And although I have been a cook and a food writer longer than Hollis has been alive, I’m still struggling to break even on my newest self-published book, while his debut tome was an immediate best seller.

Despite my jealousy, I see this young author as a kindred spirit. When he’s not in the kitchen, he’s making music. We share those dual passions.

Moreover, I am always drawn to people who refuse to take themselves and their work too seriously. I’m coming to think of him as a far-away nephew. I know I’ll make some of his baked goods in the near future.

If the book has a failing, it’s that although it situates each recipe in the decade in which it first appeared in print, it doesn’t go into detail about what one might call the provenance of each recipe. In what book did he find it? How does it exemplify the era in which it was first made?

Instead, the headnotes for every recipe tend to concentrate on B. Dylan Hollis’s reaction to making and eating it. I understand that his personality is the key to his social media celebrity, and I guess that his editors decided to concentrate on him. Nonetheless, I would have liked a little more context for the recipes as well.

That quibble aside, I highly recommend this book to read and even to cook from.

The recipe I chose to feature describes one of the many no-bake treats in the book. It is summer, after all, so it’s nice to avoid firing up the oven. And mints are always cooling. Enjoy B. Dylan Hollis and his Peppermint Patties.

Peppermint Patties


for the patties:

1 can (14 ounces) sweetened condensed milk

1 1/2 teaspoons peppermint extract (Hollis warns the reader not to add extra as peppermint extract is very strong)

5 to 6 cups confectioner’s sugar

for the chocolate dip:

4 1/2 cups semisweet chocolate chips

2 tablespoons vegetable shortening or solid coconut oil (Do not use butter)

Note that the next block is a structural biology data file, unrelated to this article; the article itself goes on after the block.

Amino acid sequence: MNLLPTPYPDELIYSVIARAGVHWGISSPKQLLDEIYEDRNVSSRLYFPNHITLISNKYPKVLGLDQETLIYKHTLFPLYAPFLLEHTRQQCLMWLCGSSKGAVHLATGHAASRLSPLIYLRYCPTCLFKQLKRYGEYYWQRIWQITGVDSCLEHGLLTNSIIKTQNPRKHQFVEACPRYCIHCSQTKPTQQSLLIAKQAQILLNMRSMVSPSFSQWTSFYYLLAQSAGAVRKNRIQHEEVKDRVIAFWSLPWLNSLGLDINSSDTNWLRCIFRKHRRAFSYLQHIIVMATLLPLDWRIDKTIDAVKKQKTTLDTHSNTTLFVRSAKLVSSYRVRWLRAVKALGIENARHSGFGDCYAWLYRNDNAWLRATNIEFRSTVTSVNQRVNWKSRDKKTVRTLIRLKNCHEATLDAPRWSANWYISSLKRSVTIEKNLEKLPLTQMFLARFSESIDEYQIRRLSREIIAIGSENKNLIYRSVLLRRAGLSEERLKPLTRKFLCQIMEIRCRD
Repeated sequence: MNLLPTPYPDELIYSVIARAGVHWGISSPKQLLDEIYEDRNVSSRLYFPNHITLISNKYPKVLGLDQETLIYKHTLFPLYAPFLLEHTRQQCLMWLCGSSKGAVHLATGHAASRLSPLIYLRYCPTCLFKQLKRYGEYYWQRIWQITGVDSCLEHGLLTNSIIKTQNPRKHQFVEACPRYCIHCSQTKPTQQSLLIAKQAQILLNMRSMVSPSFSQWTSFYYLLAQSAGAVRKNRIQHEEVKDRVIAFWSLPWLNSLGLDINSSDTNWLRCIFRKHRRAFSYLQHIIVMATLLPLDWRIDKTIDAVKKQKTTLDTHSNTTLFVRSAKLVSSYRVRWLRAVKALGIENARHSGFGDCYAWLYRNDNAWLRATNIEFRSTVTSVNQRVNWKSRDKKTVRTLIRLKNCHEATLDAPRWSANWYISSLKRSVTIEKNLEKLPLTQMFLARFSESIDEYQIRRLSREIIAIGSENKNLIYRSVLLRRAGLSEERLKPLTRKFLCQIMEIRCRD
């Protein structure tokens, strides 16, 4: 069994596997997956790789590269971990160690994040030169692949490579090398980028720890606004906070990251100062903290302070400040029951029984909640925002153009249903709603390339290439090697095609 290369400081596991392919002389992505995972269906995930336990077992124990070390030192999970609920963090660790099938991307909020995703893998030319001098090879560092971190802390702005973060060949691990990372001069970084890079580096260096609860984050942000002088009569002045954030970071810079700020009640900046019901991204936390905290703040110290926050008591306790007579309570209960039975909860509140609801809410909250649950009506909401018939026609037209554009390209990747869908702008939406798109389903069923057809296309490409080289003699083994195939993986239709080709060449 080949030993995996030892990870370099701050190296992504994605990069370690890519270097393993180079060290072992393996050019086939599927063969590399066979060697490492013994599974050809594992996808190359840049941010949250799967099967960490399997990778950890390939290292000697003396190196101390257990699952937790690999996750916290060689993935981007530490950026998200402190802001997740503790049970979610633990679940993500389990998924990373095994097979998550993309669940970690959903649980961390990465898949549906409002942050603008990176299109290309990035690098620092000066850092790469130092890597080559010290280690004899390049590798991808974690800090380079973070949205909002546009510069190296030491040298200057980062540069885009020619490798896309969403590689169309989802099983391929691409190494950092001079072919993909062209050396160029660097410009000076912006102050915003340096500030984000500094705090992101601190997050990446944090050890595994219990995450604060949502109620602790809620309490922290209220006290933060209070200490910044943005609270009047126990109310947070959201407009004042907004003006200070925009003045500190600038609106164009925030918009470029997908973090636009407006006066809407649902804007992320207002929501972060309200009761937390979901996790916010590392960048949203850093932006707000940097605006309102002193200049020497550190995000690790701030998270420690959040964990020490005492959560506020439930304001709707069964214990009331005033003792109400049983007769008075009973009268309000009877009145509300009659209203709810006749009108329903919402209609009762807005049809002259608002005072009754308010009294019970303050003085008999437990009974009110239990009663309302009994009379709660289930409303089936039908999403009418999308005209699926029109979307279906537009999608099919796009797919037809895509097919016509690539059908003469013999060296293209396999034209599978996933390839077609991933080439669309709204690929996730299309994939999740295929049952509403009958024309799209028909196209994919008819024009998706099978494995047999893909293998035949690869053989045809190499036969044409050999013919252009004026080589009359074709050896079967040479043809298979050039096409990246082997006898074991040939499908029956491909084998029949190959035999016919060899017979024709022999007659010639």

In a large bowl, combine the sweetened condensed milk and the peppermint extract. Mix well.

Gradually mix in the confectioner’s sugar. As the dough becomes stiffer, switch to mixing with your (impeccably clean!) hands. Add enough of the sugar to make a cohesive, pliable dough that holds its shape well.

Place a large sheet of parchment paper on a work surface. Dust the sheet liberally with confectioner’s sugar, and roll the dough into a sheet that is 3/4-inch thick.

Using a small cookie cutter or the rim of a champagne flute, cut circles roughly 2 inches in diameter. Transfer the cut pieces onto a tray lined with parchment, and refrigerate for at least 1 hour.

When you are almost ready to finish the patties, combine the chocolate and the shortening in a double boiler and melt them. Stir them until the mixture is uniform.

Using a fork, dip the cold peppermint disks into the chocolate to coat them.

Once you have dipped each disk, scrape the bottom of the fork with a knife to remove any excess chocolate. Place the dipped disks on parchment to set at room temperature.

Once all the disks are dipped and the chocolate has set, transfer the patties to an airtight container, and store in the refrigerator. Makes about 4 dozen patties.

Tinky Weisblat is an award-winning author and singer. Her most recent book is “Pot Luck: Random Acts of Cooking.” Visit her website,